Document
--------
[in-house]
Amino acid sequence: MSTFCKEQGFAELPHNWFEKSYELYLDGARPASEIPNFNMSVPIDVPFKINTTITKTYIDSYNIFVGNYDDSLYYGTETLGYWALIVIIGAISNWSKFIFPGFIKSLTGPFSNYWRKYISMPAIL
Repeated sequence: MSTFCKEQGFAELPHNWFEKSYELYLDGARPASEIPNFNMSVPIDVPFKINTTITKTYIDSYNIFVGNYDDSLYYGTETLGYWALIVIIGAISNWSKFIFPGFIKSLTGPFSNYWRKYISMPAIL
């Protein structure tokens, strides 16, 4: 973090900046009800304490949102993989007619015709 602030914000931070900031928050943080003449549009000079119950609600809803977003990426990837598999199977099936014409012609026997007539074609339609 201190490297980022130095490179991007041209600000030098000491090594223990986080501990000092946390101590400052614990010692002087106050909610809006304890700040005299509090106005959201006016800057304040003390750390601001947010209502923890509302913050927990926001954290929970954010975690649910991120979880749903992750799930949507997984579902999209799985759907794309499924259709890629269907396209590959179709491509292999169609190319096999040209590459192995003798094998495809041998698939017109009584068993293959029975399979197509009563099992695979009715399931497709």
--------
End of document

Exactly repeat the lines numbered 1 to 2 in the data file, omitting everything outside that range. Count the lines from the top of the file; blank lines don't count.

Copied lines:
[in-house]
Amino acid sequence: MSTFCKEQGFAELPHNWFEKSYELYLDGARPASEIPNFNMSVPIDVPFKINTTITKTYIDSYNIFVGNYDDSLYYGTETLGYWALIVIIGAISNWSKFIFPGFIKSLTGPFSNYWRKYISMPAIL